Secure attachment
2. Authoritariancontrol, different
perspectives not acceptable, oneway
communication
3. Permissiveindulgence and entitlement,
little control
4. Neglectfulnonexistment relationship, no
communication
Cognitiveschemas, assimilation and
accommodation
Adolescence
Social/emotionalforming identity vs. role
confusion
Erickson's Stages of Psychosocial
Development
Infancy (01)trust v. mistrust
Toddlerhood (13)autonomy v. shame and
doubt
Preschool (36)initiative v. guilt
Elementary school (6puberty)competence
v. inferiority
Adolescence (teens20s)identity v. role
confusion
Young Adulthood (20searly 40s)intimacy v.
isolation
Relational Agressionact of aggression
intended to harm a person's reputation or
relationship
Primary sex characteristics body structures
for reproduction
Secondary sex
characteristicsnonreproductive sexual traits
Sexual Response Cycle
1. Excitement genitals enlarge with blood
2. Plateau excitement peaks as breathing,
pulse, and BP rise
3. Orgasmmuscle contractions appear all
over body are accompanied by further rise
in breathing, pulse, and BP
4. Resolutionbody gradually returns to its
unaroused state as the genital blood vessels
release their accumulated blood (refactory
period)
Middle Adulthood (40s60s)generativity v.
stagnation
Late Adulthood (late 60sdeath)integrity v.
despair
Cognitivereasoning power, morality
Kohlberg's Moral Development Theory
Preconventional (age 9 and
under)selfinterest obeys rules to avoid
punishment
Conventional (early adolescence)upholds
laws and rules to gain social approval and
order
Postconventional (adolescence and
above)actions reflect belief in basic rights
and selfdefined ethical principles
Formal Operations: 1)physical development
2)cognitive development 3)social
development 4)emerging adulthood
Adulthood
Generativityconcern for people besides self
& family
Abormal Psychology
Minnesota Multiphasic Personality Inventory
(MMPI)screens for personality and
psychosocial disorders in adults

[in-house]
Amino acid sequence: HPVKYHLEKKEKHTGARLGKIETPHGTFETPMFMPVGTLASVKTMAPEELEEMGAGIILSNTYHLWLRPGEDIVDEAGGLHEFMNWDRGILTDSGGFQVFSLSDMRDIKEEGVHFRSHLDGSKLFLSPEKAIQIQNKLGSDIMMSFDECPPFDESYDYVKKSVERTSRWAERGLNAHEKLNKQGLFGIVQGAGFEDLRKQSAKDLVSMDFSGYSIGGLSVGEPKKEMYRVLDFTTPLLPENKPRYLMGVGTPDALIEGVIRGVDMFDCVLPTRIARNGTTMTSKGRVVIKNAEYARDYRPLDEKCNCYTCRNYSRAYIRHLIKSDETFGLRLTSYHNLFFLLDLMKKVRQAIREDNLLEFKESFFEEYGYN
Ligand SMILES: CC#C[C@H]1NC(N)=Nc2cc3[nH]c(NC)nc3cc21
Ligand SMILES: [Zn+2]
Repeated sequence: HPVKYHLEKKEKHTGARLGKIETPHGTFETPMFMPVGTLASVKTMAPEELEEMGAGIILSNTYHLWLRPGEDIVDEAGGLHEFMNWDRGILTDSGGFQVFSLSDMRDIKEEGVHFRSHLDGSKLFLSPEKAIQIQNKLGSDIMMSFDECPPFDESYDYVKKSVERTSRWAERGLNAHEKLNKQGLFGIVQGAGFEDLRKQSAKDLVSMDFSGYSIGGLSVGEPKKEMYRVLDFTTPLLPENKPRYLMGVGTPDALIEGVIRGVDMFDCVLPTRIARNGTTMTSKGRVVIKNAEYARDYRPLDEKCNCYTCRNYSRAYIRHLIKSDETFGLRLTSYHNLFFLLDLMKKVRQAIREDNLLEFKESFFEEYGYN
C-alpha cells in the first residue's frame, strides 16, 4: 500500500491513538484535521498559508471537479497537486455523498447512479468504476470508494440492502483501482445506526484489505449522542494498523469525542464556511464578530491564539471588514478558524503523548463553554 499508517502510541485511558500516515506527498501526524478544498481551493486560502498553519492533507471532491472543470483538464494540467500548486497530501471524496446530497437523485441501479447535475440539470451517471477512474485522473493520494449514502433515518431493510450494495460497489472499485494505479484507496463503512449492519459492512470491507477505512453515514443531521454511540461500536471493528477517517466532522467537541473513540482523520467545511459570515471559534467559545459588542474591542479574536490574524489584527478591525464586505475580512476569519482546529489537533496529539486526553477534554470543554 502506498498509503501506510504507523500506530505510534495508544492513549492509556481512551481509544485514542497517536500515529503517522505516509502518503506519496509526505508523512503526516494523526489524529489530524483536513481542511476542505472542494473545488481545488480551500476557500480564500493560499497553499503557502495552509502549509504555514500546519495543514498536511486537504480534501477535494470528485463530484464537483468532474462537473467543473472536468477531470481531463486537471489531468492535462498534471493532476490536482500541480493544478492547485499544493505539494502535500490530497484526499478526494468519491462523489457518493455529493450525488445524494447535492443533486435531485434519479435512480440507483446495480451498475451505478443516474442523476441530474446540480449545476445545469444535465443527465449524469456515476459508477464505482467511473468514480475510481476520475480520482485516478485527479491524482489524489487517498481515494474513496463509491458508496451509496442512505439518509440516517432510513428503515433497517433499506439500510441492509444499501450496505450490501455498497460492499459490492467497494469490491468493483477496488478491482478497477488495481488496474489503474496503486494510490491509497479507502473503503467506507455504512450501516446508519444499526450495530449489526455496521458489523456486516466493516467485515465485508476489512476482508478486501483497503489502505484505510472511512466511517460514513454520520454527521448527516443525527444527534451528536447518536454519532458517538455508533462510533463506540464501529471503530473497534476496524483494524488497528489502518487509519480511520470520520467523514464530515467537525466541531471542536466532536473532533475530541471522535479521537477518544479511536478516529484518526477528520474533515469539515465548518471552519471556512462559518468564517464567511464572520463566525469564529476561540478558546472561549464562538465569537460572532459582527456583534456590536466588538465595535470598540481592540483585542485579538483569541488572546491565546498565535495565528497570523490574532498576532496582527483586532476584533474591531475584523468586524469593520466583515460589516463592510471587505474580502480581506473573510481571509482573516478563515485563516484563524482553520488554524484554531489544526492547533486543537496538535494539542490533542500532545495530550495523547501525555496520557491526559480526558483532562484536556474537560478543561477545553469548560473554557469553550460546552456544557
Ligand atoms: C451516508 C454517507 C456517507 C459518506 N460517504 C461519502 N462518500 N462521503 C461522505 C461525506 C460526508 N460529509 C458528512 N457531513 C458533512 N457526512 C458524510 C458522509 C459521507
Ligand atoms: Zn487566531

3 Ds of Abnormal Psych
1. Devianceoutside of social norms and
expectations
2. Distressdivorce from reality
3. Disfunctiondisrupts flow of normal social
situations
Medical Model
Biological: evolution, individual genes, brain
structures and chemistry
Socialcultural: roles, expectations,
definitions of normality of disorder
Psychological: stress, trauma, learned
helplessness, moodrelated perception and
memories
Transferenceinnappropriate repetition in
the present of a relationship that was
important in a person's childhood
Ruminationtendency to repetitively think
about the causes, situational factors, and
consequences of one's negative emotional
experience
Labeling
Predicts course of the disorder
Suggests appropriate treatment
Prompts search into a disorder's cause
Types of Disorders
Learning
ADHDextrmem in attention and/or
hyperactivity and impulsivity
Anxiety
Panic disordersudden episodes of intense
dread
Phobiasperson is intensely and irrational
afraid of a specific object, activity or
situation
Agoraphobiafear of places and situations
that might cause panic, helplessness or
embarrassment
PTSDhaunting memories, nightmares,
social withdrawal, jumpy anxiety, numbness
of feeling and/or insomnia that lingers for 4
weeks after a dramatic experience
Depressive/Personality
Major depressive disorderexperiences in
absence of drugs or another medical
condition, 2+ weeks with symptoms of at
least 1 of 2 : 1) depressive mood 2) loss of
interest of pleasure
Women's risk of depressive disorder is 2xs
higher than men's
BiPolaralternates between the
hopelessness and lethargy of depression
and overexcited state of mania
Schizophrenia and other
Antisocial personality disorderperson has a
longterm pattern of manipulating,
exploiting, or violating the rights of others
Schizophreniadelusions, hallucinations,
disorganized speech, and/or
inappropriate emotional expression
Hallucinations experience involving
apparent perception of something not
present
Delusionsidiosyncratic belief or impression
that is firmly maintained despite being
contradicted by what is generally accepted
as reality or rational argument, typically a
symptom of mental disorder
Treatment
Counter Conditioningconditioning a
motivated behavior or response to a
stimulus into a wanted behavior or response
by the association of positive actions with
stimulus
Biopsychosocial therapypatient and
provider's perspective
Antidepressentsdrugs used to treat major
depressive disorder
Antipsychoticsmajor tranquilizers used to
treat schizophrenia and bipolar
Lithiumsodium treatment used to treat the
manic episodes of bipolar disorder
Electrocompulsive (ECT) manipulates brain
through shock waves